Since April, TikTok users believe they have found the miracle solution to post-vaccination arm pain. The technique ? Make wide rotations of the shoulders when leaving the vaccination center. According to them, these movements would activate blood circulation. But is it really useful?
Normal or even desired pain
Headaches, fever, etc. Vaccines against the coronavirus can cause so-called “non-serious” side effects. Topping the list: the infamous arm pain. This is completely normal, and it goes for many vaccines.
“The vaccine is injected into the muscle and therefore, it causes a local inflammatory reaction“, explains Sophie Lucas, president and professor of the Institut de Duve at UCLouvain.
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In fact, the inflammatory reaction is sought during vaccination. “This shows that the immune system has been stimulated locally. And that’s what we induce by making a vaccine.“This pain felt after an injection, so it’s just an immune response.
And in the case of messenger RNA vaccines, “we could notice that they had a fairly strong reactogenicityThis means that they provoke quite significant local reactions.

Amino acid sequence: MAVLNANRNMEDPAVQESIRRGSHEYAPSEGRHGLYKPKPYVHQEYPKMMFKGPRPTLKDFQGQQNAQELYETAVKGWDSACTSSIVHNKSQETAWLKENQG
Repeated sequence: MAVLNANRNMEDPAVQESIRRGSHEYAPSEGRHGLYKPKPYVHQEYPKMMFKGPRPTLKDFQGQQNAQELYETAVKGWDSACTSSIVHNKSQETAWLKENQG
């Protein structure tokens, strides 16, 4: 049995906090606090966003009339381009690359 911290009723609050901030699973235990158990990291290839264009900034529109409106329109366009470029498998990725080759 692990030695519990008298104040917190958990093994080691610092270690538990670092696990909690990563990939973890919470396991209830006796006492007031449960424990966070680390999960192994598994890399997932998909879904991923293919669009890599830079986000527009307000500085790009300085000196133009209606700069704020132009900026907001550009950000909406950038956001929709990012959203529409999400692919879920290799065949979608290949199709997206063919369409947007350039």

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Does the “windmill” work?
Therefore, if young and old “reel“on TikTok, it would be to stimulate blood circulation. And indeed, in doing so,”they stimulate the muscle locally, as during physical exercise“Sophie Lucas explains. So it’s not completely insane.
However, according to the president of the Institut de Duve at UCLouvain, no one can say that this trend has any effect. “Making reels with your arm can’t hurt. But I would be amazed if it had such a drastic effect on pain.“
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On the side of pharmaceutical companies too, we remain skeptical. According to The Guardian, Pfizer and Johnson & Johnson highlight the lack of scientific evidence. Also according to the British news site, a spokesperson for AstraZeneca said he was “hard to exclude anything“as to this technique, but that it was”certainly not aware of its usefulness“.
If its effectiveness is not proven, the technique at least has the merit of being positive. “VSgreat of teens to encourage each other to endure the unpleasant effects of the vaccine“, concludes Sophie Lucas.